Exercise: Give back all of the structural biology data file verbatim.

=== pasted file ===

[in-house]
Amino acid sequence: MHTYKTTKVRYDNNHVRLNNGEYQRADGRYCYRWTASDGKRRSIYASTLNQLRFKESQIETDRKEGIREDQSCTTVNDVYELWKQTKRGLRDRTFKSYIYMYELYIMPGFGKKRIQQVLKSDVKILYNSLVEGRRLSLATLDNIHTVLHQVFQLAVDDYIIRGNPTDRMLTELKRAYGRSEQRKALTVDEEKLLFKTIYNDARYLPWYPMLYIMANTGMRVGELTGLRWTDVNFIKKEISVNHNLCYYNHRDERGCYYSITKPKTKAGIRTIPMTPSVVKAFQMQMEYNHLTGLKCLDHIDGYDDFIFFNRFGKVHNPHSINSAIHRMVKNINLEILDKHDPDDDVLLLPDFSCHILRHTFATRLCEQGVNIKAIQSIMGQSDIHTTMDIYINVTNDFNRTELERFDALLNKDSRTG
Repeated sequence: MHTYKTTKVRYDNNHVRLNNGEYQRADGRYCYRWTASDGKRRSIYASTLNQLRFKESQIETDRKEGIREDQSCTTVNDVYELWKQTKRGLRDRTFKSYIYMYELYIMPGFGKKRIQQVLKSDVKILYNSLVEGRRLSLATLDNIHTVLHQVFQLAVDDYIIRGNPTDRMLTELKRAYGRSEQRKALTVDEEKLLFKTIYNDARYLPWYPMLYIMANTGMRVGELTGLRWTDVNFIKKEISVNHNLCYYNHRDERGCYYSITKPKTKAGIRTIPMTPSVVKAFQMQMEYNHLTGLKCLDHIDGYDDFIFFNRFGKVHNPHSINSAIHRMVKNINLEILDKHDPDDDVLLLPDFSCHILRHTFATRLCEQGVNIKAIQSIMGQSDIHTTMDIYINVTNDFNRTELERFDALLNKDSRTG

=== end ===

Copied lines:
[in-house]
Amino acid sequence: MHTYKTTKVRYDNNHVRLNNGEYQRADGRYCYRWTASDGKRRSIYASTLNQLRFKESQIETDRKEGIREDQSCTTVNDVYELWKQTKRGLRDRTFKSYIYMYELYIMPGFGKKRIQQVLKSDVKILYNSLVEGRRLSLATLDNIHTVLHQVFQLAVDDYIIRGNPTDRMLTELKRAYGRSEQRKALTVDEEKLLFKTIYNDARYLPWYPMLYIMANTGMRVGELTGLRWTDVNFIKKEISVNHNLCYYNHRDERGCYYSITKPKTKAGIRTIPMTPSVVKAFQMQMEYNHLTGLKCLDHIDGYDDFIFFNRFGKVHNPHSINSAIHRMVKNINLEILDKHDPDDDVLLLPDFSCHILRHTFATRLCEQGVNIKAIQSIMGQSDIHTTMDIYINVTNDFNRTELERFDALLNKDSRTG
Repeated sequence: MHTYKTTKVRYDNNHVRLNNGEYQRADGRYCYRWTASDGKRRSIYASTLNQLRFKESQIETDRKEGIREDQSCTTVNDVYELWKQTKRGLRDRTFKSYIYMYELYIMPGFGKKRIQQVLKSDVKILYNSLVEGRRLSLATLDNIHTVLHQVFQLAVDDYIIRGNPTDRMLTELKRAYGRSEQRKALTVDEEKLLFKTIYNDARYLPWYPMLYIMANTGMRVGELTGLRWTDVNFIKKEISVNHNLCYYNHRDERGCYYSITKPKTKAGIRTIPMTPSVVKAFQMQMEYNHLTGLKCLDHIDGYDDFIFFNRFGKVHNPHSINSAIHRMVKNINLEILDKHDPDDDVLLLPDFSCHILRHTFATRLCEQGVNIKAIQSIMGQSDIHTTMDIYINVTNDFNRTELERFDALLNKDSRTG